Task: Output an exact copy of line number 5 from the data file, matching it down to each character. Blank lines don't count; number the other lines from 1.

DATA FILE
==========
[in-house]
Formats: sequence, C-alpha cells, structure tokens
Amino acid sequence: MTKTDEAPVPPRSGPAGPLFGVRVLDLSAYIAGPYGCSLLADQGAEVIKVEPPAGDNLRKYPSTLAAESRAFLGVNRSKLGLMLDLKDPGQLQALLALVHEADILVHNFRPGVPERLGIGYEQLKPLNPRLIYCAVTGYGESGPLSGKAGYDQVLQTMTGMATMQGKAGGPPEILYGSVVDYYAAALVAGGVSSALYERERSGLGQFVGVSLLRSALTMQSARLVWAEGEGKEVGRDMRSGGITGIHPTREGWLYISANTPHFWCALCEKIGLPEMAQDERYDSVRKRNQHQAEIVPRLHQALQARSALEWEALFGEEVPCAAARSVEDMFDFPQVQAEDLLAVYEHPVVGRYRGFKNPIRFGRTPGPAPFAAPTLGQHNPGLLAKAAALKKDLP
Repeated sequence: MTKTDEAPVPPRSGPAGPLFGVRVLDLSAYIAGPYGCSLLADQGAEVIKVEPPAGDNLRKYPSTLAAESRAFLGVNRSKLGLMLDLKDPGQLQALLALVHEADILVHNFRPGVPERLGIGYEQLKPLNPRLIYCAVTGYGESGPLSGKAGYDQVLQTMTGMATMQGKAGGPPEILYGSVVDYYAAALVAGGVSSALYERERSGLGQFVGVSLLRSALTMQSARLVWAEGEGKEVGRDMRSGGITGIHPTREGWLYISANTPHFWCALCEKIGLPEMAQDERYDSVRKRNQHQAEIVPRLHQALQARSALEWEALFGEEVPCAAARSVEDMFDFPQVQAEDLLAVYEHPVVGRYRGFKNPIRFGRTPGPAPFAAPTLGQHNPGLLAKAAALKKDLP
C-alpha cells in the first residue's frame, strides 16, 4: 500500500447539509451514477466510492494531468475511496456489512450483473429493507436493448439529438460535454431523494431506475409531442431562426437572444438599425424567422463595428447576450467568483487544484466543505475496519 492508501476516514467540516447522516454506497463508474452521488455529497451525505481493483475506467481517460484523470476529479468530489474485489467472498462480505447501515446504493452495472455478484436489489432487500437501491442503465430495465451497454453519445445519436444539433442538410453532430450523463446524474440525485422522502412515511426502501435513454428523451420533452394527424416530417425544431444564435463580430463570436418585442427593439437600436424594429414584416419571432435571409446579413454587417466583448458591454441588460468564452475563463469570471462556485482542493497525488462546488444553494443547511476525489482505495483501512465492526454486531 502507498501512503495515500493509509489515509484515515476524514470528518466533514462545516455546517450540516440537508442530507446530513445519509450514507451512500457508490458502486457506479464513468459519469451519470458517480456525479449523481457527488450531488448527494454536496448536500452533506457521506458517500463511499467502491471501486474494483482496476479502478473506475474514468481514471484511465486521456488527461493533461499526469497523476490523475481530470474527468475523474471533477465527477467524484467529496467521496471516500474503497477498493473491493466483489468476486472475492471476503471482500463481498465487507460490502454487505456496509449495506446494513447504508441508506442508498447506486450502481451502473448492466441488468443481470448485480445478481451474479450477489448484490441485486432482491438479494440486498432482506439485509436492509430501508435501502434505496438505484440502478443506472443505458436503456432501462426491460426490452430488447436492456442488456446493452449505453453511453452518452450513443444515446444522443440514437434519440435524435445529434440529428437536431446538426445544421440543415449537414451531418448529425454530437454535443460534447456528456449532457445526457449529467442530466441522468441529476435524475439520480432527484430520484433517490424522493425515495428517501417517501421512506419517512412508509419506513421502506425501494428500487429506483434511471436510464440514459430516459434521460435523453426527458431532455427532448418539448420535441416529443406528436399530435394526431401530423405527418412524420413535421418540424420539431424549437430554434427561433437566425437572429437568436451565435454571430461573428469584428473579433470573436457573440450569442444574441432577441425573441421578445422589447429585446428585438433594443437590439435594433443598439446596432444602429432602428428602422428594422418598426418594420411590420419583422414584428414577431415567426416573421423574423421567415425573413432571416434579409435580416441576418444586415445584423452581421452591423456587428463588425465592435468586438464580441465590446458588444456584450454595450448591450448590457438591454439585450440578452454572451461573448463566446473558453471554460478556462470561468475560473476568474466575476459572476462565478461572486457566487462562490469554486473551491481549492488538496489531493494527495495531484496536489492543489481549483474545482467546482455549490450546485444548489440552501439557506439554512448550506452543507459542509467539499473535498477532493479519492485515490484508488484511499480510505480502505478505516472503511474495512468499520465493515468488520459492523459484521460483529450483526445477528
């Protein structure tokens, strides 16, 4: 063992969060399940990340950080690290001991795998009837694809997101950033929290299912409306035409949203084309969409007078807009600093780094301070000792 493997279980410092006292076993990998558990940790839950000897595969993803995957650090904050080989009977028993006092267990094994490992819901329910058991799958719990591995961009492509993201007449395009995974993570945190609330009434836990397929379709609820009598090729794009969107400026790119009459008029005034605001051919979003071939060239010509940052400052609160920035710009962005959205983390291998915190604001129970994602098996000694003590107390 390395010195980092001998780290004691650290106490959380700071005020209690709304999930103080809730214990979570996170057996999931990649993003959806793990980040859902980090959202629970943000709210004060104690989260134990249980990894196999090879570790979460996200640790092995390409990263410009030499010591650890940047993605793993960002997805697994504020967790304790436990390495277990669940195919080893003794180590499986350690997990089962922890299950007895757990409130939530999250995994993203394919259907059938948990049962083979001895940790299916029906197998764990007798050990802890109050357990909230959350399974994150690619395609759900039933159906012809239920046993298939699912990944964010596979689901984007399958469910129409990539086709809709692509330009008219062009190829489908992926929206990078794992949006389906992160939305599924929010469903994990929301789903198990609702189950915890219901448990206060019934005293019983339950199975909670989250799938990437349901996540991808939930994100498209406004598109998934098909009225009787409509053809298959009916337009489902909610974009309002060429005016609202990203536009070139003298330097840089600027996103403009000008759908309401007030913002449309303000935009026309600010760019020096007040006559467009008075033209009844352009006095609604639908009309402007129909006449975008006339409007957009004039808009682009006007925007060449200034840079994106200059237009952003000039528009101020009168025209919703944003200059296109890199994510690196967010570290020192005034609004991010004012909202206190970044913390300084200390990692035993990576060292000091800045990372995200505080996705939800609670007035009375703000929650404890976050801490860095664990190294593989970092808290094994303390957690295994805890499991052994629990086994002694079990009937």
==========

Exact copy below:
C-alpha cells in the first residue's frame, strides 16, 4: 500500500447539509451514477466510492494531468475511496456489512450483473429493507436493448439529438460535454431523494431506475409531442431562426437572444438599425424567422463595428447576450467568483487544484466543505475496519 492508501476516514467540516447522516454506497463508474452521488455529497451525505481493483475506467481517460484523470476529479468530489474485489467472498462480505447501515446504493452495472455478484436489489432487500437501491442503465430495465451497454453519445445519436444539433442538410453532430450523463446524474440525485422522502412515511426502501435513454428523451420533452394527424416530417425544431444564435463580430463570436418585442427593439437600436424594429414584416419571432435571409446579413454587417466583448458591454441588460468564452475563463469570471462556485482542493497525488462546488444553494443547511476525489482505495483501512465492526454486531 502507498501512503495515500493509509489515509484515515476524514470528518466533514462545516455546517450540516440537508442530507446530513445519509450514507451512500457508490458502486457506479464513468459519469451519470458517480456525479449523481457527488450531488448527494454536496448536500452533506457521506458517500463511499467502491471501486474494483482496476479502478473506475474514468481514471484511465486521456488527461493533461499526469497523476490523475481530470474527468475523474471533477465527477467524484467529496467521496471516500474503497477498493473491493466483489468476486472475492471476503471482500463481498465487507460490502454487505456496509449495506446494513447504508441508506442508498447506486450502481451502473448492466441488468443481470448485480445478481451474479450477489448484490441485486432482491438479494440486498432482506439485509436492509430501508435501502434505496438505484440502478443506472443505458436503456432501462426491460426490452430488447436492456442488456446493452449505453453511453452518452450513443444515446444522443440514437434519440435524435445529434440529428437536431446538426445544421440543415449537414451531418448529425454530437454535443460534447456528456449532457445526457449529467442530466441522468441529476435524475439520480432527484430520484433517490424522493425515495428517501417517501421512506419517512412508509419506513421502506425501494428500487429506483434511471436510464440514459430516459434521460435523453426527458431532455427532448418539448420535441416529443406528436399530435394526431401530423405527418412524420413535421418540424420539431424549437430554434427561433437566425437572429437568436451565435454571430461573428469584428473579433470573436457573440450569442444574441432577441425573441421578445422589447429585446428585438433594443437590439435594433443598439446596432444602429432602428428602422428594422418598426418594420411590420419583422414584428414577431415567426416573421423574423421567415425573413432571416434579409435580416441576418444586415445584423452581421452591423456587428463588425465592435468586438464580441465590446458588444456584450454595450448591450448590457438591454439585450440578452454572451461573448463566446473558453471554460478556462470561468475560473476568474466575476459572476462565478461572486457566487462562490469554486473551491481549492488538496489531493494527495495531484496536489492543489481549483474545482467546482455549490450546485444548489440552501439557506439554512448550506452543507459542509467539499473535498477532493479519492485515490484508488484511499480510505480502505478505516472503511474495512468499520465493515468488520459492523459484521460483529450483526445477528